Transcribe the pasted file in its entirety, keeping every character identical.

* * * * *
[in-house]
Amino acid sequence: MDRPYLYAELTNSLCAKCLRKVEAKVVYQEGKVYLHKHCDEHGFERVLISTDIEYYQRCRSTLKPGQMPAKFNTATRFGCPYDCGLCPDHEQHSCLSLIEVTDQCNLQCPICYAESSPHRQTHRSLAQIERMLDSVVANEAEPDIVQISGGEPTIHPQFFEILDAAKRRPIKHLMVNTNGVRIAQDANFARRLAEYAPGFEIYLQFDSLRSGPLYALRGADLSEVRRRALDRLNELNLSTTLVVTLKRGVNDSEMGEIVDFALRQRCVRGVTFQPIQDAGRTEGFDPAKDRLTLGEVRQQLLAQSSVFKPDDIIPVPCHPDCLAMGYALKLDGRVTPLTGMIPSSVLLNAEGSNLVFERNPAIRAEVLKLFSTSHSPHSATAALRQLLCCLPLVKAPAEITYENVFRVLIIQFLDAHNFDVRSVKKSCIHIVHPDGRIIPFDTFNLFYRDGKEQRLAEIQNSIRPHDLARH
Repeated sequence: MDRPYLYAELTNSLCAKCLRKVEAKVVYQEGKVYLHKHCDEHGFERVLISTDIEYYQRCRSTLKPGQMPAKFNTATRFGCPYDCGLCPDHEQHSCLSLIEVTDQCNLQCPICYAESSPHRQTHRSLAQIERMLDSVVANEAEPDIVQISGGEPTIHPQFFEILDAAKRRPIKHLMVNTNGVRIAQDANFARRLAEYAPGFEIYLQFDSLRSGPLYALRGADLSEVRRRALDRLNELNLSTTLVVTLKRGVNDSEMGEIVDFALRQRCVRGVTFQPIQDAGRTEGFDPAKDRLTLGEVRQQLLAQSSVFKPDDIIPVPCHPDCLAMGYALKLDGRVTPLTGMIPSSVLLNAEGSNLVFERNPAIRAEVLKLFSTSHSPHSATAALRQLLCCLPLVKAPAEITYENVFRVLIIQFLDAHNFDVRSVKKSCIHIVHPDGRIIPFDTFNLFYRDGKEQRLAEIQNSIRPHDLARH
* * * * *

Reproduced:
[in-house]
Amino acid sequence: MDRPYLYAELTNSLCAKCLRKVEAKVVYQEGKVYLHKHCDEHGFERVLISTDIEYYQRCRSTLKPGQMPAKFNTATRFGCPYDCGLCPDHEQHSCLSLIEVTDQCNLQCPICYAESSPHRQTHRSLAQIERMLDSVVANEAEPDIVQISGGEPTIHPQFFEILDAAKRRPIKHLMVNTNGVRIAQDANFARRLAEYAPGFEIYLQFDSLRSGPLYALRGADLSEVRRRALDRLNELNLSTTLVVTLKRGVNDSEMGEIVDFALRQRCVRGVTFQPIQDAGRTEGFDPAKDRLTLGEVRQQLLAQSSVFKPDDIIPVPCHPDCLAMGYALKLDGRVTPLTGMIPSSVLLNAEGSNLVFERNPAIRAEVLKLFSTSHSPHSATAALRQLLCCLPLVKAPAEITYENVFRVLIIQFLDAHNFDVRSVKKSCIHIVHPDGRIIPFDTFNLFYRDGKEQRLAEIQNSIRPHDLARH
Repeated sequence: MDRPYLYAELTNSLCAKCLRKVEAKVVYQEGKVYLHKHCDEHGFERVLISTDIEYYQRCRSTLKPGQMPAKFNTATRFGCPYDCGLCPDHEQHSCLSLIEVTDQCNLQCPICYAESSPHRQTHRSLAQIERMLDSVVANEAEPDIVQISGGEPTIHPQFFEILDAAKRRPIKHLMVNTNGVRIAQDANFARRLAEYAPGFEIYLQFDSLRSGPLYALRGADLSEVRRRALDRLNELNLSTTLVVTLKRGVNDSEMGEIVDFALRQRCVRGVTFQPIQDAGRTEGFDPAKDRLTLGEVRQQLLAQSSVFKPDDIIPVPCHPDCLAMGYALKLDGRVTPLTGMIPSSVLLNAEGSNLVFERNPAIRAEVLKLFSTSHSPHSATAALRQLLCCLPLVKAPAEITYENVFRVLIIQFLDAHNFDVRSVKKSCIHIVHPDGRIIPFDTFNLFYRDGKEQRLAEIQNSIRPHDLARH